Maps in the News: Tehran, Iran Maps during the Time of Argo
The Ball State University Libraries’ GIS Research and Map Collection (GRMC) has a large collection of maps and atlases of Iran and the Middle East. The collection includes new and historic topographic, tourist, geological, and street maps.
Iran Country Profile is a map of the country created in 2004 by the Central Intelligence Agency. This map includes a comparative area map, location map, and a list of major historical events in Iran since 1908. The map features ancillary maps of regional physiography, population density, ethno-religious distribution, key petroleum sector facilities, Southern Caspian energy prospects, and the Strait of Hormuz. The GRMC also includes the most up-to-date country report maps from the Central Intelligence Agency.
The Map Collection includes road maps, physical maps, tourist maps of the country, provinces, and cities, and maps of the people of Iran. Many of these maps are printed in English, Persian, and French. Some of the historical maps in the Collection feature bright illustrations of local costumes and handicrafts. A map titled Iran (Persia), Afghanistan, and Baluchistan dates from the 1930’s and features caravan routes.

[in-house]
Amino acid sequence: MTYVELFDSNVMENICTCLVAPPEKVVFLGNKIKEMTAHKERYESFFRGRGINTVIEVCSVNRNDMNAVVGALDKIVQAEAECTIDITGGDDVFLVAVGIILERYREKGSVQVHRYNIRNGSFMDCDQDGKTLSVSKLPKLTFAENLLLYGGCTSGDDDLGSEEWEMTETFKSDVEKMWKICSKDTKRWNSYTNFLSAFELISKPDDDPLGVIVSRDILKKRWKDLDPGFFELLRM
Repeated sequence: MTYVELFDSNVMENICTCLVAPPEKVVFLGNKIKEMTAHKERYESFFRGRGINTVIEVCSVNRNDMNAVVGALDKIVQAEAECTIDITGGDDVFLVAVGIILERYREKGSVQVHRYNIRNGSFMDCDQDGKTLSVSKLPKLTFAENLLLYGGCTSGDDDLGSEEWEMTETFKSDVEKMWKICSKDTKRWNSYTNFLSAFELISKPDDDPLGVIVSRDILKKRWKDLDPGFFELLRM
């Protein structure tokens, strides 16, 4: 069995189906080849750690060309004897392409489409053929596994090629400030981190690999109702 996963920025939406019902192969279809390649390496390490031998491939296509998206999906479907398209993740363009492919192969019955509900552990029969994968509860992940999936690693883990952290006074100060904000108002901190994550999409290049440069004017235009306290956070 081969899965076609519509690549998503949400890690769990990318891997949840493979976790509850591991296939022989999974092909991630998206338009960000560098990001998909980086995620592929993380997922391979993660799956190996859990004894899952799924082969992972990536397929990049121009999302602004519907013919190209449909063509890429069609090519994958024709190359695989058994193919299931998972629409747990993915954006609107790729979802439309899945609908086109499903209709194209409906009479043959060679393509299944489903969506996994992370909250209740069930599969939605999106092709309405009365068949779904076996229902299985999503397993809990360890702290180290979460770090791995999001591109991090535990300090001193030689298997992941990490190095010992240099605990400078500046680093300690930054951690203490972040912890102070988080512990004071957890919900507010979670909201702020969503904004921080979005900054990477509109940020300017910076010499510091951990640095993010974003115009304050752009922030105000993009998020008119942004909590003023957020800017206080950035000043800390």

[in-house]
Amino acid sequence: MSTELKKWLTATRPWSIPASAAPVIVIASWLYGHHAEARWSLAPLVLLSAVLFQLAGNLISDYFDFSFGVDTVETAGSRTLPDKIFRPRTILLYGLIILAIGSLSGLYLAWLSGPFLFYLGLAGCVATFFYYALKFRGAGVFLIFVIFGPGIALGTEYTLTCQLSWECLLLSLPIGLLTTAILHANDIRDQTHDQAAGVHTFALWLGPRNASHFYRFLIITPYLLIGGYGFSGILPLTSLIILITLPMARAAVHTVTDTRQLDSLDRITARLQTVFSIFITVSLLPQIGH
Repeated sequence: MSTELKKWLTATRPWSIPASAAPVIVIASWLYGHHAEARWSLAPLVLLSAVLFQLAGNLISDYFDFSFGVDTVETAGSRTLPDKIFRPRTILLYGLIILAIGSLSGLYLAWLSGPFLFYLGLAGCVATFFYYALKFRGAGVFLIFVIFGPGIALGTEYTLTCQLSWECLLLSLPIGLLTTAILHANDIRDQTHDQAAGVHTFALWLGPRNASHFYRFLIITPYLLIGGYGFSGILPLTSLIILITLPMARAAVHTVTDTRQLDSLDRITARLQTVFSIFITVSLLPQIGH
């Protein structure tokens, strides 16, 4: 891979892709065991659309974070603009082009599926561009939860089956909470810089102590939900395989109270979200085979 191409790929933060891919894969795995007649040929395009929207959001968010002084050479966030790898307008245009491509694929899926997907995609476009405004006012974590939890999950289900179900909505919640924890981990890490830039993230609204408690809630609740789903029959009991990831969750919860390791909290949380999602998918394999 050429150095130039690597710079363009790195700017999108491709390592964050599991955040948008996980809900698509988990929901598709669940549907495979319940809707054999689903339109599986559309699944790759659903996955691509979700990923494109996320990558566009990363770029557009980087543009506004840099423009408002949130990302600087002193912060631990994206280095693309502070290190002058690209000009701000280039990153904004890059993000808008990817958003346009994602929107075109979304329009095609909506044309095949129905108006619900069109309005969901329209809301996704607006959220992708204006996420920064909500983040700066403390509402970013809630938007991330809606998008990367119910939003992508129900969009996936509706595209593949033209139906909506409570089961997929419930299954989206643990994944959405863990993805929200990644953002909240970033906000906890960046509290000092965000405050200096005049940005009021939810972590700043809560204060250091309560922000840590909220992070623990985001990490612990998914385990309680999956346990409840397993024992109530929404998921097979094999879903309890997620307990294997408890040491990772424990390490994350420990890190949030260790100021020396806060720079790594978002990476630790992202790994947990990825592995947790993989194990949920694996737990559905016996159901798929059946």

The GRMC also includes a set of international nautical charts including the areas surrounding Iran. Many of these nautical charts include basic maps of coastal areas.
Maps of the cities of Iran include a set of varied maps of Tehran. The New Map of Tehran includes telephone directories for accommodations for tourists and distance charts. The map shown above (click to enlarge) identifies the location of the former United States Embassy in Tehran. The map was published in 1978, so the street names of nearby Roosevelt and America and even Shahreza have been changed since the revolution in Iran.
The Atlas Collection includes several atlases of Iran. The Historical Atlas of Iran and Atlas d’Iran are newer materials. The Atlas d’Iran is printed in French with English captions. This atlas includes an entire section featuring numerous maps of the city of Tehran. The 1956 Atlas of Geological Maps of Southwest Persia was published by an oil company. An atlas about Iran’s White Revolution is also located in the Atlas Collection.
Maps from the GRMC circulate for two weeks or longer. Atlases circulate for 28 days.